an ancient city-state in N Africa, near modern Tunis: founded by the Phoenicians in the middle of the 9th century b.c.; destroyed in 146 b.c. in the last of the Punic Wars.
a town in central Missouri.
With a breathtaking view over the bay and the ruins of Carthage, we could see all the way back to Tunis and the Kasbah.
A Woman Blogger’s Scoop Helped Save Tunisia From Islamists Thomas A. Bass April 5, 2014
She was a widow hated by most of the town of Carthage, Texas.
Shirley MacLaine on ‘Bernie,’ ‘Downton Abbey,’ and Her Lifetime Achievments Lorenza Muñoz April 24, 2012
It was not the war galleys, but the merchant vessel of Phoenicia, of Tyre, and Carthage that brought them civilization and power.
Have faith in Massachusetts; 2d ed. Calvin Coolidge
The Phœnicians who settled Carthage took the religion of western Asia with them.
Folkways William Graham Sumner
Then they were enraged with grief at what was extravagant injustice, and above all by the sight of Carthage on the horizon.
Salammbo Gustave Flaubert
Thereupon they ingloriously broke camp and made off to Carthage.
The Story of the Mormons William Alexander Linn
Hannibal, though fallen, retained still in Carthage some portion of his former power.
Hannibal Jacob Abbott
They competed with and finally crushed their rivals in Tyre, Corinth and Carthage.
The American Empire Scott Nearing
Carthage was their head-quarters, and they were continually ravaging the coasts of the Mediterranean with their fleets.
History of Rome from the Earliest times down to 476 AD Robert F. Pennell
The aristocracy of Carthage controlled and governed every thing.
Hannibal Jacob Abbott
an ancient city state, on the N African coast near present-day Tunis. Founded about 800 bc by Phoenician traders, it grew into an empire dominating N Africa and the Mediterranean. Destroyed and then rebuilt by Rome, it was finally razed by the Arabs in 697 ad See also Punic Wars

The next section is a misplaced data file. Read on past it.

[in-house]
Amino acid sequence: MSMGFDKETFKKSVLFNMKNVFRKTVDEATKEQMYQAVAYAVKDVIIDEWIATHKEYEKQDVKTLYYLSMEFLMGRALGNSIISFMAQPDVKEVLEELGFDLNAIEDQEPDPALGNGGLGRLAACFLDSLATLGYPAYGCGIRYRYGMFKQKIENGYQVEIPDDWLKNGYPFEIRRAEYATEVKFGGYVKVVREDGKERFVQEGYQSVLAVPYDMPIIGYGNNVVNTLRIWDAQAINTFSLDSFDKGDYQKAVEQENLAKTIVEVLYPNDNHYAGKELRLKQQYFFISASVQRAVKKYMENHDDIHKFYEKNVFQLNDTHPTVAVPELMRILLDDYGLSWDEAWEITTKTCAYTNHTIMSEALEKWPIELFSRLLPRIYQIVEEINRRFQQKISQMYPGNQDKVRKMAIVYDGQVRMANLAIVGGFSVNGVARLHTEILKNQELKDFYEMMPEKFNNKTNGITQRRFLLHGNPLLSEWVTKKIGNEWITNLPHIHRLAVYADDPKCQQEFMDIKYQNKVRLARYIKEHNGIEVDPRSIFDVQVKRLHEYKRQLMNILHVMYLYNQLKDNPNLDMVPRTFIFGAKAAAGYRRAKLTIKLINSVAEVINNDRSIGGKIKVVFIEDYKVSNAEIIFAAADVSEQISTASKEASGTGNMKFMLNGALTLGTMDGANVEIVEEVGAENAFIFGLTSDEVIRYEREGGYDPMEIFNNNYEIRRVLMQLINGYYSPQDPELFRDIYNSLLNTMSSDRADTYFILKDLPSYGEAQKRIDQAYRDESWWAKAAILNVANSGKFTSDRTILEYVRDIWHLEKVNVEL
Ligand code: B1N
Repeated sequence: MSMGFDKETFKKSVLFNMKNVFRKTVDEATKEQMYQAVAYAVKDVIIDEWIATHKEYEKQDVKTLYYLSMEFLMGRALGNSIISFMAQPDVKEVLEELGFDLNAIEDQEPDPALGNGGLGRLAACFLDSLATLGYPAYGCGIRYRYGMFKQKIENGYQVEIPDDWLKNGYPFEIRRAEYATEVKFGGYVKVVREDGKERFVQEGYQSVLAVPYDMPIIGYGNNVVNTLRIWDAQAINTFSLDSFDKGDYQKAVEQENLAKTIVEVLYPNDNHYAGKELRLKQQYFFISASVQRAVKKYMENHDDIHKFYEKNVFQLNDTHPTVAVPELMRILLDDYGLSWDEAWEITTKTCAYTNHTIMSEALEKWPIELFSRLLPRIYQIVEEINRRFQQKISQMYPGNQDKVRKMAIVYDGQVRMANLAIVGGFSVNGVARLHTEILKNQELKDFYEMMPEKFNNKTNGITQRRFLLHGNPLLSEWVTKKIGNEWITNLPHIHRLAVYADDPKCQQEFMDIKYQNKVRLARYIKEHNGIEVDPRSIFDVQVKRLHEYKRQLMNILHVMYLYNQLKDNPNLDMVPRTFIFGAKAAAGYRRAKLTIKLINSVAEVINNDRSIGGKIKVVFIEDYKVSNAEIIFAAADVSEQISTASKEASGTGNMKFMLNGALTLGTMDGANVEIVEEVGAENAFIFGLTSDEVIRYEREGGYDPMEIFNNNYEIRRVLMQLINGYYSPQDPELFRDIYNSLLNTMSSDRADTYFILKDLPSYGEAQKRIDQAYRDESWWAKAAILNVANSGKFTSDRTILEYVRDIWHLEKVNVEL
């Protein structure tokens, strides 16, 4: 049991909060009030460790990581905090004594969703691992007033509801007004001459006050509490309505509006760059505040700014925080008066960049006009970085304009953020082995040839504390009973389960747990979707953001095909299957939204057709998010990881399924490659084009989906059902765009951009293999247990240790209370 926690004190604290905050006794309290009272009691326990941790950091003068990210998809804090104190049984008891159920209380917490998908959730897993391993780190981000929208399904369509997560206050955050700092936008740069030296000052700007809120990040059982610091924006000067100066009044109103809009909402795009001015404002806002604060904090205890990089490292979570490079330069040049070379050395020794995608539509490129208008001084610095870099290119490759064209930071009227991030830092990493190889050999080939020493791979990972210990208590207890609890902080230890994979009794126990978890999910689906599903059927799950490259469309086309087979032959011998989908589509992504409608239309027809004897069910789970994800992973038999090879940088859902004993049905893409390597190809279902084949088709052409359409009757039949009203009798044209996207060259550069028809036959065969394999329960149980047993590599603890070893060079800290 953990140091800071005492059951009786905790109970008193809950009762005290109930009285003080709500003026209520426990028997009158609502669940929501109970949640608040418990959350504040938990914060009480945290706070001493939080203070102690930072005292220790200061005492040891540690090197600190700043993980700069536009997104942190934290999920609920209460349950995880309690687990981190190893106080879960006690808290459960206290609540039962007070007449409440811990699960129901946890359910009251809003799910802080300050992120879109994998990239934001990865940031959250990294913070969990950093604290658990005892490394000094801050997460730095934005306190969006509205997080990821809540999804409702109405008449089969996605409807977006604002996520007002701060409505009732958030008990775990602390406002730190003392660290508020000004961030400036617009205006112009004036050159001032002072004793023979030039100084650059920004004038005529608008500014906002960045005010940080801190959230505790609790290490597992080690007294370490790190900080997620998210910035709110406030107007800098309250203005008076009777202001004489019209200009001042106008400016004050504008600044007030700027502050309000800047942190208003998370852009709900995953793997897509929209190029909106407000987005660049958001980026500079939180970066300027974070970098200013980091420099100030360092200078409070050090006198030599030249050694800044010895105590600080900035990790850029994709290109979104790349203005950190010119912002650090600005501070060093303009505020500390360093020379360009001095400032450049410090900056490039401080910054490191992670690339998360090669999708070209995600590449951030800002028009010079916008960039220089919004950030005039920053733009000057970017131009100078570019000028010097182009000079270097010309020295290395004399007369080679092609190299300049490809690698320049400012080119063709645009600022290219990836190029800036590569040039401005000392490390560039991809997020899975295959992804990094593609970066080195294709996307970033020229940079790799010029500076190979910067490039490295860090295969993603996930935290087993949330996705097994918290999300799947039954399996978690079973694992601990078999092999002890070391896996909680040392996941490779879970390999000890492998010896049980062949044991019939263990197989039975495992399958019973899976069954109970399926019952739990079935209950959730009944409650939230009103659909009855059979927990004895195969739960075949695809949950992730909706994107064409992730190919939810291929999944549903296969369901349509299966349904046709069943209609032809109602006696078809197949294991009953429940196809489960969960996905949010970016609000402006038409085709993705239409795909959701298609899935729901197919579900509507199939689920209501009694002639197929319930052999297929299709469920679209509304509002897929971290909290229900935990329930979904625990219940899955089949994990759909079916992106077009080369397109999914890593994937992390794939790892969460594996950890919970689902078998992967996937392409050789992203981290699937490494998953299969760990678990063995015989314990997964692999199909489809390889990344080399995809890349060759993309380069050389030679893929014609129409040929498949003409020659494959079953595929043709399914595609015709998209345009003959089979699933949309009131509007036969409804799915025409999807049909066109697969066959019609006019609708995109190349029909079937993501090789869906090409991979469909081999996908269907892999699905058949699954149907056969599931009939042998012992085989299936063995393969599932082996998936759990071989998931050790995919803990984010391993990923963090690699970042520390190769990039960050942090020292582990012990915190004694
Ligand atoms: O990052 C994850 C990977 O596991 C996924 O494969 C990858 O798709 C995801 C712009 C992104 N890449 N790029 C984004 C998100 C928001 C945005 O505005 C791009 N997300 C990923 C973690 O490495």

ancient city of North Africa, from Phoenician quart khadash “new town.” Related: Carthaginian.
An ancient city in north Africa, established by traders from Phoenicia. Carthage was a commercial and political rival of Rome for much of the third and second centuries b.c. The Carthaginian general Hannibal attempted to capture Rome by moving an army from Spain through the Alps, but he was prevented and finally defeated in his own country. At the end of the Punic Wars, the Romans destroyed Carthage, as the senator Cato had long urged. The character Dido, lover of Aeneas in the Aeneid, was a queen of Carthage.
an ancient city-state in N Africa, near modern Tunis: founded by the Phoenicians in the middle of the 9th century b.c.; destroyed in 146 b.c. in the last of the Punic Wars. a town in central Missouri. Contemporary Examples His great-grandfather was the Cato of “Carthago delenda est,” the driver of the third carthaginian war. […]
the treaty by which Rome reduced Carthage to the status of a puppet state in 201 b.c. any brutal peace treaty demanding total subjugation of the defeated side.
noun a large heavily built horse kept for pulling carts or carriages Historical Examples Some short time afterwards a carthorse was found in the fields stabbed in several places, though, fortunately, not severely. Hodge and His Masters Richard Jefferies A trout would not wobble and tug in that sullen, carthorse manner. Lines in Pleasant Places […]
a member of a monastic order founded by St. Bruno in 1086 near Grenoble, France. pertaining to the Carthusians. Historical Examples A Carthusian convent, or a deaf and dumb asylum, was not more silent than this mansion. A Winter Amid the Ice Jules Verne He resolved to quit the world and adopt the Carthusian habit. […]